Thus, Standard Acrobat or Acrobat Pro is fine for scanning so long as you also purchase Photoshop for the redactions.

  3. Drew says:

    Sam: You wrote: ” But I’d love to get a good OCR utility that would index files at night or something.”

    See this blog, and in particular the last two comments, about doing this with Acrobat Pro (comments cover a range of editions; Acrobat X Pro uses a “wizard”):


    • Sam Glover says:

      Yeah, it doesn’t work quite how I want. It tries to turn every file in a directory into a PDF with OCR. I just want something to find the PDF files and OCR them. I don’t think that’s how Acrobat works.

  4. Reza says:

    Hello Sam,

    First off, I would like to thank you for taking the time to review pretty much every document scanner on the market! You really are a Godsend!

    Now, I am on the verge of purchasing a document scanner and am unsure as to which would produce the best-quality monochrome and colour scans for archival purposes (i.e. whereby the originals are shredded after being digitized, so colour accuracy and scan quality are more important than scan speed). It is important to note that I already have the best OCR software on the market (including Adobe Acrobat Pro, ABBYY FineReader Pro, Kofax VRS, and Kofax Capture) to use with either of these TWAIN-compatible document scanners, which is why the highly praised Fujitsu ScanSnap S1500 is simply is not an option for me at this time.

    Therefore, between the Canon ImageFormula DR-C125, Brother ImageCenter ADS-2000, and Epson WorkForce Pro GT-S50 which you have reviewed, how would you rank their picture quality (in order from best to worst)?

    Again, I want to point out that the software bundled with each scanner (i.e. OCR, business card management, document management, etc.) is not important to me since I already have what I need, and I am quite tech savvy so unintuitive button labels and arduous driver installation procedures do not bother me either. However, once everything is installed, configured, and ready to use, I DO want the model which has the fastest, most easy-to-use, and most stable scanning utility and TWAIN drivers for both Windows and Mac OS.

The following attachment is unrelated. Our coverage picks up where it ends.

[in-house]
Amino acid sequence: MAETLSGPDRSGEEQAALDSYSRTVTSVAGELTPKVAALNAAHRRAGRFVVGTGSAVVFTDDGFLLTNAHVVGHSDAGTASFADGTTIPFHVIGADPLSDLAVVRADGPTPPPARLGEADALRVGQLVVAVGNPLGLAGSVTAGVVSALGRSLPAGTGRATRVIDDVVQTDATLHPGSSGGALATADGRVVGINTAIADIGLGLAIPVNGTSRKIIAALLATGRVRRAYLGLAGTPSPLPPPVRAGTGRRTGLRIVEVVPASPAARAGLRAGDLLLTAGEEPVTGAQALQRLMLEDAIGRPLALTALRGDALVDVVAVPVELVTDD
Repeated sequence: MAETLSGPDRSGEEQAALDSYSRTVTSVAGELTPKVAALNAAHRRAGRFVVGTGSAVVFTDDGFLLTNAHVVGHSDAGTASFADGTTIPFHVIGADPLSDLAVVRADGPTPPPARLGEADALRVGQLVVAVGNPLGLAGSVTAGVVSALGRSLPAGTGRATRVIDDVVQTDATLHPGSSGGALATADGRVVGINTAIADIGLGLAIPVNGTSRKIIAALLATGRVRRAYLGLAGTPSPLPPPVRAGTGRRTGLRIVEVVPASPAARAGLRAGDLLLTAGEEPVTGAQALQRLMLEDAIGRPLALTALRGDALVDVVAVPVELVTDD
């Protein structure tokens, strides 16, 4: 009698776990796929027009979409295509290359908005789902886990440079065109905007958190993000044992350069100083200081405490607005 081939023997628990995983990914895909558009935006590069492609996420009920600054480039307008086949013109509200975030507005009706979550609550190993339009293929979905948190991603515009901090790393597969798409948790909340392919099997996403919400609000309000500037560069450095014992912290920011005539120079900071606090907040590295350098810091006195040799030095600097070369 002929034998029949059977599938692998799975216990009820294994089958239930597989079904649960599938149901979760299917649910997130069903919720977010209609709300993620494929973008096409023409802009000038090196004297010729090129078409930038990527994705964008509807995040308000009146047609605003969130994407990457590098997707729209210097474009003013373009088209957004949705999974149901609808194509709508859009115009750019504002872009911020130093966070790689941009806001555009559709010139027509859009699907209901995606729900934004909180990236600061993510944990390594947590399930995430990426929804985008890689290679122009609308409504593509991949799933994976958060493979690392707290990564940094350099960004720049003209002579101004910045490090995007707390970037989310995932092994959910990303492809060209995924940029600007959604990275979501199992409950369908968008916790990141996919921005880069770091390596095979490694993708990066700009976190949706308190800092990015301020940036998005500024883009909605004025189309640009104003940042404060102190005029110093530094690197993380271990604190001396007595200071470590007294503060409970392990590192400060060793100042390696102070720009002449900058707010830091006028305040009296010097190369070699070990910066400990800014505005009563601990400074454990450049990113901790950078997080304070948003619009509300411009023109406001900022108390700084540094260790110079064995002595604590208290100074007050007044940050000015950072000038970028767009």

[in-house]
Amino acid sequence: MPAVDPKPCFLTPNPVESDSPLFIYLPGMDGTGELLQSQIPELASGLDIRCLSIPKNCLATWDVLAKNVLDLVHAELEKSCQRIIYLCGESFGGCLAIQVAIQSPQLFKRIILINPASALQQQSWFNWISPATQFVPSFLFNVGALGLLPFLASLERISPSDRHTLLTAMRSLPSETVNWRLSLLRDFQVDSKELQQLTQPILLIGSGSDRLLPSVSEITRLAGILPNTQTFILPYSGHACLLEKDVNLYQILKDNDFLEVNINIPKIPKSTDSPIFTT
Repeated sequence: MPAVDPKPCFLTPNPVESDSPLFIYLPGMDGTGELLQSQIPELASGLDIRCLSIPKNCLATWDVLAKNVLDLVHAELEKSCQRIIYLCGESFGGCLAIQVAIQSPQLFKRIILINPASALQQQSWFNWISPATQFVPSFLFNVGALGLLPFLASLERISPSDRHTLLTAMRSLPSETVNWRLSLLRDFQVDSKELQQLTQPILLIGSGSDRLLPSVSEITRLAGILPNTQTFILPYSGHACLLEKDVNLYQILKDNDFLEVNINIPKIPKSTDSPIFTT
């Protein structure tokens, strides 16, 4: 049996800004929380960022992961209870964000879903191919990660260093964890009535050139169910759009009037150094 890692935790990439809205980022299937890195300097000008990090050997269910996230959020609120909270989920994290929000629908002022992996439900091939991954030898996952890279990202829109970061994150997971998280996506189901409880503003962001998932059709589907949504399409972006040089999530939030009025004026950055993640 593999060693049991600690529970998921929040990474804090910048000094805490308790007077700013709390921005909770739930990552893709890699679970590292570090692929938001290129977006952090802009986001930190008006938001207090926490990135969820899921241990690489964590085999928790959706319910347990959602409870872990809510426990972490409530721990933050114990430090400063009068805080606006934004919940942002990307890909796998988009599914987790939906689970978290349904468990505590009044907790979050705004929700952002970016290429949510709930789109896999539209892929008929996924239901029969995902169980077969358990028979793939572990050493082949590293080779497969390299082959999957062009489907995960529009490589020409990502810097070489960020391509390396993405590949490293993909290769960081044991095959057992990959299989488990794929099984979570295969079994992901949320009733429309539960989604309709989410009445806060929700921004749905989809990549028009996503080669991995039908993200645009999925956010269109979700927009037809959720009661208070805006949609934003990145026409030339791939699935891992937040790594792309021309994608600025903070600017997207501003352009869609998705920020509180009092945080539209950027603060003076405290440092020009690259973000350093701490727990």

Therefore, how would you rate the intuitiveness, stability, and performance of the scanning utilities and TWAIN drivers that each of these document scanners came with (in order for best to worst)?

    I believe that A LOT of other potential buyers of these units are also seeking the same answers, so you would be guiding them as well in making the right decision. Finally, even though you have included a sample scanned document in your reviews of the Brother and Canon models, both of the files look like they were from different sources (i.e. one is a page long and the other is two pages long), so I cannot judge whether the slight blurriness I see on the Brother document is from the source, or if the added sharpness and contrast in the Canon document are indeed a result of the scanner’s superior image capture capability.

    I look forward to your prompt response (especially since I need to get one of these models ASAP at my office), thank you in advance for your kind assistance and cooperation, and wish you the very best in the New Year!

    Thank you,


  5. Zsolt67 says:

    Hi Sam

    I found this blog againg and your fantastic reviews. I am still looking a document scanner and I have a better deal for Brother ADS-2100 in local store than Scansnap. So if we compare small receipt, diferent size documnet scan capability in one batch to Scansnap then which one is better? Also I red couple of review saying Brother make jams much more than scansnap. Is that rtue? Also the file numbering method same as Scansnap?